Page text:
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Wilson's Disease
Wilson's disease causes the body to retain copper. The liver of a person who has Wilson's disease does not release copper into bile as it should. Bile is a liquid produced by the liver that helps with digestion. As the intestines absorb copper from food, the copper builds up in the liver and injures liver tissue. Eventually, the damage causes the liver to release the copper directly into the bloodstream, which carries the copper throughout the body. The copper buildup leads to damage in the kidneys, brain, and eyes. If not treated, Wilson's disease can cause severe brain damage, liver failure, and death.

Wilson's disease is hereditary. Symptoms usually appear between the ages of 6 and 20 years, but can begin as late as age 40. The most characteristic sign is the Kayser-Fleischer ring--a rusty brown ring around the cornea of the eye that can be seen only through an eye exam. Other signs depend on whether the damage occurs in the liver, blood, central nervous system, urinary system, or musculoskeletal system. Many signs can be detected only by a doctor, like swelling of the liver and spleen; fluid buildup in the lining of the abdomen; anemia; low platelet and white blood cell count in the blood; high levels of amino acids, protein, uric acid, and carbohydrates in urine; and softening of the bones. Some symptoms are more obvious, like jaundice, which appears as yellowing of the eyes and skin; vomiting blood; speech and language problems; tremors in the arms and hands; and rigid muscles.

Wilson's disease is diagnosed through tests that measure the amount of copper in the blood, urine, and liver. An eye exam would detect the Kayser-Fleischer ring.

The disease is treated with lifelong use of D-penicillamine or trientine hydrochloride, drugs that help remove copper from tissue, or zinc acetate, which stops the intestines from absorbing copper and promotes copper excretion. Patients will also need to take vitamin B6 and follow a low-copper diet, which means avoiding mushrooms, nuts, chocolate, dried fruit, liver, and shellfish.

Wilson's disease requires lifelong treatment. If the disorder is detected early and treated correctly, a person with Wilson's disease can enjoy completely normal health.

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For More Information

Wilson's Disease Association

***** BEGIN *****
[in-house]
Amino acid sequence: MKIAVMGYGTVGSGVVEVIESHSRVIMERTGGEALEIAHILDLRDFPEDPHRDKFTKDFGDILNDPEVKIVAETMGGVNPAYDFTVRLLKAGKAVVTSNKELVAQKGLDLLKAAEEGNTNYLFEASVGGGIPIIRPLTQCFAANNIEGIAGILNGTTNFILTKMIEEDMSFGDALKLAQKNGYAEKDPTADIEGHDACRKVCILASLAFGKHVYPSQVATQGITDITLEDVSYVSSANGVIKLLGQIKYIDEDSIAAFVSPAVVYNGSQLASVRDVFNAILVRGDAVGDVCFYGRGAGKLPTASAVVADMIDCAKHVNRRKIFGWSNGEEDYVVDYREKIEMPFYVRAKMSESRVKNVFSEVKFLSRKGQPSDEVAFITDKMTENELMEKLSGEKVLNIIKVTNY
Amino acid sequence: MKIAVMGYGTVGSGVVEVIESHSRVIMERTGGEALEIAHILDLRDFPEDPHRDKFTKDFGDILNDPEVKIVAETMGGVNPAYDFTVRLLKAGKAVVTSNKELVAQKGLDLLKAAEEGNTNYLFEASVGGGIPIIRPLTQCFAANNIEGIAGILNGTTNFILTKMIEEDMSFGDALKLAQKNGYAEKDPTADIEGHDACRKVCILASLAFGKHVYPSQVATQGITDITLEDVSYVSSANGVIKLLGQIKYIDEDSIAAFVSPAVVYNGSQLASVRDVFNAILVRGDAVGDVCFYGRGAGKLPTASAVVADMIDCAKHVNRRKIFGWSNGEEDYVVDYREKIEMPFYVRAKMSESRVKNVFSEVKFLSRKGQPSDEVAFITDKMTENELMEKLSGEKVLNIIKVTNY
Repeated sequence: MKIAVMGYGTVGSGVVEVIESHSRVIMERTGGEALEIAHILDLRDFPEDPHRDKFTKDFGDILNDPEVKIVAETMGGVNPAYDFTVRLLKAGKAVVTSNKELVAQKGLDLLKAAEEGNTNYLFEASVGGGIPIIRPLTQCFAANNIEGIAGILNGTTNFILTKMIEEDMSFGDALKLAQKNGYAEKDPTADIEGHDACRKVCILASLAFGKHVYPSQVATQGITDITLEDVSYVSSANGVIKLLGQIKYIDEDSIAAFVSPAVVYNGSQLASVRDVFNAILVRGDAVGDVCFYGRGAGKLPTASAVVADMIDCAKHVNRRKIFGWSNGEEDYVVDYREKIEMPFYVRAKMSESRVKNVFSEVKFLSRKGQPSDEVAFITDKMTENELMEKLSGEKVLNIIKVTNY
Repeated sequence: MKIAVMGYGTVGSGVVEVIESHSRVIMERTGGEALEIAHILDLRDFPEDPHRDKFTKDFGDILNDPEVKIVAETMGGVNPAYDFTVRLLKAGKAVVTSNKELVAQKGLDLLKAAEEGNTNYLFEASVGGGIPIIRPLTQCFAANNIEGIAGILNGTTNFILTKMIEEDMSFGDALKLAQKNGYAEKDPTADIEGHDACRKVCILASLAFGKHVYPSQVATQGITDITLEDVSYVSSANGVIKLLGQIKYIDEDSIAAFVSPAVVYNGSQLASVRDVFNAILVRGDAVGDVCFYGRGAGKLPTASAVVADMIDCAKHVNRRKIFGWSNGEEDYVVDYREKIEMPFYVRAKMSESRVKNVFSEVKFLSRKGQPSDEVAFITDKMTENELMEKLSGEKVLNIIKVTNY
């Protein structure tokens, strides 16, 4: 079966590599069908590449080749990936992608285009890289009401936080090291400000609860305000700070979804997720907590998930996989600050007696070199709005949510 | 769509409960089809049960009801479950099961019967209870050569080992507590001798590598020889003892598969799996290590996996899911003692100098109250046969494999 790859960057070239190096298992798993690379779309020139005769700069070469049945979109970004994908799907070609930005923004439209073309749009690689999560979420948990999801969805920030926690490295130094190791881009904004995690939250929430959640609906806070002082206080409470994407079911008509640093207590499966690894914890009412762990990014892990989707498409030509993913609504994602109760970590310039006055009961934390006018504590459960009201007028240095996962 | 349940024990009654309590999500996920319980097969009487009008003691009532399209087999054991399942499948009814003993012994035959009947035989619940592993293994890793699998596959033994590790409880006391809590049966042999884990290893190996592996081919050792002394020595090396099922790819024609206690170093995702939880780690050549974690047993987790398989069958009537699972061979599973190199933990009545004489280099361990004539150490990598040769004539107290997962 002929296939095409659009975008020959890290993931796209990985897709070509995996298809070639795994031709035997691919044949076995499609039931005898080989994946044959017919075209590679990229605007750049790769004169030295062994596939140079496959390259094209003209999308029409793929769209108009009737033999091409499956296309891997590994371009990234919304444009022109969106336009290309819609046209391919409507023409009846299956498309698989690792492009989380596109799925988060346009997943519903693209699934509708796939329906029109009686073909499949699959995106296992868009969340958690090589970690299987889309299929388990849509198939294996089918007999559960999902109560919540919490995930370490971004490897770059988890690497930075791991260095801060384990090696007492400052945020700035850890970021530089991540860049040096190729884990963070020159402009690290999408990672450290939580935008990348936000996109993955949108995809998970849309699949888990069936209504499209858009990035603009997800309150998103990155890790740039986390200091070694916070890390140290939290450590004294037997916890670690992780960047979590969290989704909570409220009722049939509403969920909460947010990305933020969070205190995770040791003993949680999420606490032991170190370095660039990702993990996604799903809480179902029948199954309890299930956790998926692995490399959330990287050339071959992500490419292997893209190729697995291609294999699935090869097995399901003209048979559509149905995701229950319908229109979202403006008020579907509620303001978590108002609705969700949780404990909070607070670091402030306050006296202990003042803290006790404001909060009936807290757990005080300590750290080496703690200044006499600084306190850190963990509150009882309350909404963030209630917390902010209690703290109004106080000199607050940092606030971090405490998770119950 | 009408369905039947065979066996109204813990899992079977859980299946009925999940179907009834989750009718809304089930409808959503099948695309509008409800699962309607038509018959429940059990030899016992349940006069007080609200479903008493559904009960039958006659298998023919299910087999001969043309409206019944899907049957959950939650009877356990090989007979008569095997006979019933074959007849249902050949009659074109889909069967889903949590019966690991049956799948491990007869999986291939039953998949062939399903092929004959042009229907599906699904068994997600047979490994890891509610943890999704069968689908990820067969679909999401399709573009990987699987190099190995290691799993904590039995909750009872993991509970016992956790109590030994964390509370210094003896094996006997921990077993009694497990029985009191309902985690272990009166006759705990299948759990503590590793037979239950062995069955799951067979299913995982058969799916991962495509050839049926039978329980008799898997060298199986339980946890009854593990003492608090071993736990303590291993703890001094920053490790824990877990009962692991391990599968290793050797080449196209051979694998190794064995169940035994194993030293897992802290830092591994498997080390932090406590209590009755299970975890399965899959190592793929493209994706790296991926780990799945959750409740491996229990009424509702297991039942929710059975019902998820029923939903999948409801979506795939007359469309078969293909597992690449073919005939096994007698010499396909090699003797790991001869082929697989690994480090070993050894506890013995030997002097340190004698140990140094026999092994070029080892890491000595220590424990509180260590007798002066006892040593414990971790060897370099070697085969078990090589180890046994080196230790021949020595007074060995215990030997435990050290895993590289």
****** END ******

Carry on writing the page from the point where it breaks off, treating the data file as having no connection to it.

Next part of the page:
4 Navaho Drive
Brookfield, CT 06804
Phone: 1-800-399-0266 or (203) 775-9666
Email: hasellner@worldnet.att.net
Internet: www.wilsonsdisease.org

American Liver Foundation
75 Maiden Lane, Suite 603
New York, NY 10038-4810
Helpline (24 hours, 7 days a week): 1-800-465-4837 or 1-888-443-7222
Phone: 1-800-676-9340 or (212) 668-1000
Fax: (212) 483-8179
Email: info@liverfoundation.org
Internet: www.liverfoundation.org

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Additional Information on Wilson's Disease

The National Digestive Diseases Information Clearinghouse collects resource information on digestive diseases for the Combined Health Information Database (CHID). CHID is a database produced by health-related agencies of the Federal Government. This database provides titles, abstracts, and availability information for health information and health education resources.

To provide you with the most up-to-date resources, information specialists at the clearinghouse created an automatic search of CHID. To obtain this information, you may view the results of the automatic search on Wilson's Disease.

If you wish to perform your own search of the database, you may access the CHID Online website and search CHID yourself.



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National Digestive Diseases Information Clearinghouse
2 Information Way
Bethesda, MD 20892-3570
Email: nddic@info.niddk.nih.gov

The National Digestive Diseases Information Clearinghouse (NDDIC) is a service of the National Institute of Diabetes and Digestive and Kidney Diseases (NIDDK). The NIDDK is part of the National Institutes of Health under the U.S. Department of Health and Human Services. Established in 1980, the clearinghouse provides information about digestive diseases to people with digestive disorders and to their families, health care professionals, and the public. NDDIC answers inquiries, develops and distributes publications, and works closely with professional and patient organizations and Government agencies to coordinate resources about digestive diseases.

Publications produced by the clearinghouse are carefully reviewed by both NIDDK scientists and outside experts.

This e-text is not copyrighted. The clearinghouse encourages users of this e-pub to duplicate and distribute as many copies as desired.


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NIH Publication No. 03-4684
March 2003

 
http://digestive.niddk.nih.gov/ddiseases/pubs/wilson/index.htm

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